In Chapter Nine an angel is sent out to put a mark on all of the people of the city who did not commit idolatry and worship Tammuz.  They would be spared.  But then all those who did not receive a mark would be destroyed.  This is reminiscent of the story of Exodus, when the doorposts of the Israelites were to be marked with the blood of the sacrificial lamb, and those with the mark were spared their firstborn sons dying when the Angel of Death passed over their houses.  It also points to the future (See Revelation 13) when the beast will cause people to have a mark on their forehead or they would not be able to buy or sell.  This is contrasted with those in Revelation 14 who have the name of God and of the lamb on their foreheads.

God is a God of love and mercy.  God has provided a means for us to be rescued from the consequences of sin.  There is a way for each of us to be spared the final judgment of God that is coming.  Jesus Christ, the lamb of God is the only means by which we can escape judgment.  Along with God’s mercy is His holiness.  God will not allow sin and rebellion to continue on earth forever.  A day of judgment is coming for all the earth just as it did for the nation of Israel.  God tolerated their sin for only so long, and then came the time for judgment.  Mercifully, God spared those who repented by placing His mark upon them.  God has been tolerating sinful rebellion on earth, but a day is coming when He will destroy sin and sinners who have not repented and turned away from their sins and turned to him through Jesus Christ.  Ezekiel’s harsh imagery should remind us that we must not forget that God’s wrath is coming from which we all need to escape, and we need to warn others.  This won’t make us popular, but doing God’s will is seldom popular among the rebellious.

-Pastor Jeff Fletcher

 

(Photo Credit: http://w3ace.com/stardust/)

Grieving the Heart of God

Lamentations 1

lamentations 1

Thursday, March 16

 

The book of Lamentations does not make it onto most people’s “Top Bible Books to Read” list. Its title actually comes from the word “lament”, which means “to mourn (a person’s loss or death)” as a verb, and “a passionate expression of grief or sorrow” as a noun. This book is a compilation of Jeremiah’s laments about the destruction of Jerusalem and all the events leading up to it. He emphasizes that all this calamity is a result of Judah’s disobedience.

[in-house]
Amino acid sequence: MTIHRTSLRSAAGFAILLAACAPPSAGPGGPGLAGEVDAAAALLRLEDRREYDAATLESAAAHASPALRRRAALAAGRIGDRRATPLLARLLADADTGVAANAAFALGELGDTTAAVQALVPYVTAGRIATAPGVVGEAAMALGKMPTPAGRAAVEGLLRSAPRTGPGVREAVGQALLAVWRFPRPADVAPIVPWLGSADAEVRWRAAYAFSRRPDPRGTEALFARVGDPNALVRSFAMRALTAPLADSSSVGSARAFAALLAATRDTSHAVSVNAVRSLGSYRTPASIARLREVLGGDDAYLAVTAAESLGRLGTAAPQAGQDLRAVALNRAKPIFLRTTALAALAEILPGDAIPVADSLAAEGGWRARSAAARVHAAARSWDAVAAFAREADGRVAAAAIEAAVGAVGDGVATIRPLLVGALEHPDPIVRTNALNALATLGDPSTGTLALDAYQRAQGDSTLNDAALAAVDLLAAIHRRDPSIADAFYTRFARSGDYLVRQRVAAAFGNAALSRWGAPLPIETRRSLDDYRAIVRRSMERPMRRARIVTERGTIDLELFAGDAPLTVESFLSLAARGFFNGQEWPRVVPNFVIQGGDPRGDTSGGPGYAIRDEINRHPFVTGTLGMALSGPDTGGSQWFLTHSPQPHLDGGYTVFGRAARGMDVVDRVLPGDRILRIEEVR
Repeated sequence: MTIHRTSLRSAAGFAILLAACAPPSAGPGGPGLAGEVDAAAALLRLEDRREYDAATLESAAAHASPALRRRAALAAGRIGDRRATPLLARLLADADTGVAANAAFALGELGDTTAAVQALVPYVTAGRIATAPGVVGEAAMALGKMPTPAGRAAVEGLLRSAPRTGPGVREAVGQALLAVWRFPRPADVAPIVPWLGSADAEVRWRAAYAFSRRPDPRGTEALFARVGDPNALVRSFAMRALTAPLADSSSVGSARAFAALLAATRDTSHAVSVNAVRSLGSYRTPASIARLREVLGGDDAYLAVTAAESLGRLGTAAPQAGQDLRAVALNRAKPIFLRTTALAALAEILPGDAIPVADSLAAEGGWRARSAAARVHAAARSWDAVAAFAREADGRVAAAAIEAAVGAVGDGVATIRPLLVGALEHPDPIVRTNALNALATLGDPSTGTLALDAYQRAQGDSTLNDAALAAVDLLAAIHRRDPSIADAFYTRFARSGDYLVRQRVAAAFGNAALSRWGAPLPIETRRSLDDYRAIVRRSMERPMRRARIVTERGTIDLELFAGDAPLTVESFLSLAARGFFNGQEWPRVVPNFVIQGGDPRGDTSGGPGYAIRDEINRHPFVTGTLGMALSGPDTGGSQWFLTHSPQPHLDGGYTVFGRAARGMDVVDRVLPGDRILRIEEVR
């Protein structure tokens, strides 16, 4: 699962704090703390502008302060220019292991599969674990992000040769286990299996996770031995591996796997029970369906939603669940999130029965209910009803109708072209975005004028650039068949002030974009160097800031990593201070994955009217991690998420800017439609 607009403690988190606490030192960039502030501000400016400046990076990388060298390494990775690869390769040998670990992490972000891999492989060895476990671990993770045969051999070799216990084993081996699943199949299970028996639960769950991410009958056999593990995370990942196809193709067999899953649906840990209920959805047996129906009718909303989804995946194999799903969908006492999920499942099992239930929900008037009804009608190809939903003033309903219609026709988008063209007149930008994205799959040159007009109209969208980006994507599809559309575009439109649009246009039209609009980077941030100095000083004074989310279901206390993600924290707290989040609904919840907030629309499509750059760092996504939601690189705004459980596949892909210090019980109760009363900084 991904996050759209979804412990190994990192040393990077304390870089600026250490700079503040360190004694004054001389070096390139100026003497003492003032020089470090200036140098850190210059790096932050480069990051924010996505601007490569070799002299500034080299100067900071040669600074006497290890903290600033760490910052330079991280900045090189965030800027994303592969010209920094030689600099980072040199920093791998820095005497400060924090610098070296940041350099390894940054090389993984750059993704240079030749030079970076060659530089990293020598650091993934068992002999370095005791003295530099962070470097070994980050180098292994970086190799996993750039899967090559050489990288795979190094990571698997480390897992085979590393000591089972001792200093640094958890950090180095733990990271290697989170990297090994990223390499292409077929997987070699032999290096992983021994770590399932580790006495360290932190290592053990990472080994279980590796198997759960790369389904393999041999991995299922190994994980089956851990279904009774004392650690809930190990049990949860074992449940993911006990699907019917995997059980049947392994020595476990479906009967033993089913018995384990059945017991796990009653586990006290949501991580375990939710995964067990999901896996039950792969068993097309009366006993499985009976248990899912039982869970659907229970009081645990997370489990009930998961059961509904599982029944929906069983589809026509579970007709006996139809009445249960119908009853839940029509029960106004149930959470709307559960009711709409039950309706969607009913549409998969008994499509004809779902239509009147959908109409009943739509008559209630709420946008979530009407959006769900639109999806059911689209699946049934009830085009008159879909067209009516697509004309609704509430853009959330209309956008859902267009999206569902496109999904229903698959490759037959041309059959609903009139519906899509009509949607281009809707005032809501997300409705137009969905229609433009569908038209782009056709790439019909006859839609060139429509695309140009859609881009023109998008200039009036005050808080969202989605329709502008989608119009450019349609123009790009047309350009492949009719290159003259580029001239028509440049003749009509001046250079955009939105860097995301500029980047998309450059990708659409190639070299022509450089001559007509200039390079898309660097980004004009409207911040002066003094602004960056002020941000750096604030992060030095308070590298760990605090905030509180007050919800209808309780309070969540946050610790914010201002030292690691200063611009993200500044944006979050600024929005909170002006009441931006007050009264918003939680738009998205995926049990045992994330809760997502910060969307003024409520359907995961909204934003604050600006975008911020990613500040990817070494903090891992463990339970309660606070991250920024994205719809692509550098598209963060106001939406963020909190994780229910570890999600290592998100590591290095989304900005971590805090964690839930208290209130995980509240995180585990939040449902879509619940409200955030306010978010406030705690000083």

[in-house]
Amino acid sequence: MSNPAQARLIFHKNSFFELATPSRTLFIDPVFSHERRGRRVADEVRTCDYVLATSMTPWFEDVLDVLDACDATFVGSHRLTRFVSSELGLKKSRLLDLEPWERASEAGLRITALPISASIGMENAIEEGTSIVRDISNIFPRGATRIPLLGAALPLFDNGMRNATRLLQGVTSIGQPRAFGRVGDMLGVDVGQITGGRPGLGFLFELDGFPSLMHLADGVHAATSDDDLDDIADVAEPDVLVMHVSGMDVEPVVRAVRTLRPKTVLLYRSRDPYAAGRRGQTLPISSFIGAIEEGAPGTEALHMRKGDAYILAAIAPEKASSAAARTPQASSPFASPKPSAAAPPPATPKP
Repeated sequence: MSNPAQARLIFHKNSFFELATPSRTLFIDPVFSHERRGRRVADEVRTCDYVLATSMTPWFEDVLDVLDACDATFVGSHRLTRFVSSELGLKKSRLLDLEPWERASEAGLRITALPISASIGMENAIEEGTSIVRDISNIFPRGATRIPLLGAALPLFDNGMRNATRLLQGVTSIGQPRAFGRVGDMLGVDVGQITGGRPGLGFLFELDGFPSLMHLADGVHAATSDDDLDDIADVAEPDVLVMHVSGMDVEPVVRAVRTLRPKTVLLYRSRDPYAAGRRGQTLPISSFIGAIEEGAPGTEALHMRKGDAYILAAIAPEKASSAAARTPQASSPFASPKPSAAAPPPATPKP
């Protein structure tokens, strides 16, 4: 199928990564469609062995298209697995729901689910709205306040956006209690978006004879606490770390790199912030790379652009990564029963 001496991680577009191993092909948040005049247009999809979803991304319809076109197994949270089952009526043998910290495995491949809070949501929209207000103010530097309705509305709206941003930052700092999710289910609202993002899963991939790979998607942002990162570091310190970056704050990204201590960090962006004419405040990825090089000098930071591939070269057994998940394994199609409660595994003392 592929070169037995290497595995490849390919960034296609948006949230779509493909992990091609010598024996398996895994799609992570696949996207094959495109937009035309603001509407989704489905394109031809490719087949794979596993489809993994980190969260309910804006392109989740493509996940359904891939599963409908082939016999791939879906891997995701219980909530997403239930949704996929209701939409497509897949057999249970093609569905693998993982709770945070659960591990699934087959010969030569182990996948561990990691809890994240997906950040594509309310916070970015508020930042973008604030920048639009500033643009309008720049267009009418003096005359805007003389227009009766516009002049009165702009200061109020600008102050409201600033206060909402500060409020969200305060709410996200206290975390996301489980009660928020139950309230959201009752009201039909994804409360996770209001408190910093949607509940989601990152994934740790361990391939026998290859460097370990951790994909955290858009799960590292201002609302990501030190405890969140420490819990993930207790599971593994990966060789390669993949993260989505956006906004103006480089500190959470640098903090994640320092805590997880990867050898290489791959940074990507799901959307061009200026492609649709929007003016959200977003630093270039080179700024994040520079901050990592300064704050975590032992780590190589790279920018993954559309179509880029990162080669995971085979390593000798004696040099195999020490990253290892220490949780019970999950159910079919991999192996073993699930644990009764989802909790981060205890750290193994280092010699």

Jeremiah definitely had a good excuse for some serious lamenting. Sometimes we wallow in self-pity parties about silly little things like how the brand-new Chick-fil-A in our town doesn’t have a play place (true story, and very sad for this momma!), but when is the last time we offered up lamentations to grieve about and lament over an injustice in the world?

 

I live in Ohio, near the crossing of two major highways: Interstate 75, which travels from the Canadian border in Michigan’s Upper Peninsula to deep into Florida, and Interstate 70, which spans the great distance from Utah to Maryland. Because of this intersection, the Dayton area is a major hub for drugs and sex trafficking; in fact, Dayton recently made national news for its record-breaking number of fatal opioid overdoses (which included at least one person I knew personally). When I think of how many lives are ruined or stolen by drug addiction and sex trafficking, I feel angry and mournful. It is cause for lament.

 

There are so many other injustices in the world: babies being murdered in utero every day; murder, violence, abuse, racism, discrimination; the growing porn industry; a failing mental health system; families being ripped apart … I’m sure you could add dozens to my list that are worth lamenting!

 

However, it is not enough to just sit on our bums and lament. God wants us to be active in His work in this world. What happenings today do you think grieve the heart of God? Pray with me that God would instill a sense of unrest in our hearts that drives us to fight against the injustices in the world, and to give us opportunities to help lead people toward freedom and hope in Jesus! While Jeremiah had much reason to lament, he was also a man of action (as we will see again in a few chapters), and we need to be people of action too!

-Rachel Cain

 

(Photo Credit: https://www.youtube.com/watch?v=p8GDFPdaQZQ – this link will take you to the Bible Project – with a video of hand drawings and explanations for every book of the Bible – pretty interesting stuff!)